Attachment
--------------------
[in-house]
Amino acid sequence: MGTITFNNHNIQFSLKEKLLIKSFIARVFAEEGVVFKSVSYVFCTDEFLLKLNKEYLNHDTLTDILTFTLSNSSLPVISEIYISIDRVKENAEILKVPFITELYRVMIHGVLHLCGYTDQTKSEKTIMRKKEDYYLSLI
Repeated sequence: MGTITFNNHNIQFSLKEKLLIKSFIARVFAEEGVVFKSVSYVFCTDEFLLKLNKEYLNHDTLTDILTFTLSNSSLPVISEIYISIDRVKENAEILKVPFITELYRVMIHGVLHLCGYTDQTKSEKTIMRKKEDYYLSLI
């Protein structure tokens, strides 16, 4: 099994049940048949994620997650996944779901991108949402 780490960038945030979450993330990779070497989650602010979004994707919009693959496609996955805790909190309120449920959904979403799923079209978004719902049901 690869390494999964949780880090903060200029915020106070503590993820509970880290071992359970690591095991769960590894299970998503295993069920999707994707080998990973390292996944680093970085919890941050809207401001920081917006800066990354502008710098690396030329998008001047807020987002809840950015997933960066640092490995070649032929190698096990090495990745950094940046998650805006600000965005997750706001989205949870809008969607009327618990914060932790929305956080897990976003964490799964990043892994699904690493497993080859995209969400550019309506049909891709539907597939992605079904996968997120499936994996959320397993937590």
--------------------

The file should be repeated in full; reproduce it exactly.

[in-house]
Amino acid sequence: MGTITFNNHNIQFSLKEKLLIKSFIARVFAEEGVVFKSVSYVFCTDEFLLKLNKEYLNHDTLTDILTFTLSNSSLPVISEIYISIDRVKENAEILKVPFITELYRVMIHGVLHLCGYTDQTKSEKTIMRKKEDYYLSLI
Repeated sequence: MGTITFNNHNIQFSLKEKLLIKSFIARVFAEEGVVFKSVSYVFCTDEFLLKLNKEYLNHDTLTDILTFTLSNSSLPVISEIYISIDRVKENAEILKVPFITELYRVMIHGVLHLCGYTDQTKSEKTIMRKKEDYYLSLI
């Protein structure tokens, strides 16, 4: 099994049940048949994620997650996944779901991108949402 780490960038945030979450993330990779070497989650602010979004994707919009693959496609996955805790909190309120449920959904979403799923079209978004719902049901 690869390494999964949780880090903060200029915020106070503590993820509970880290071992359970690591095991769960590894299970998503295993069920999707994707080998990973390292996944680093970085919890941050809207401001920081917006800066990354502008710098690396030329998008001047807020987002809840950015997933960066640092490995070649032929190698096990090495990745950094940046998650805006600000965005997750706001989205949870809008969607009327618990914060932790929305956080897990976003964490799964990043892994699904690493497993080859995209969400550019309506049909891709539907597939992605079904996968997120499936994996959320397993937590």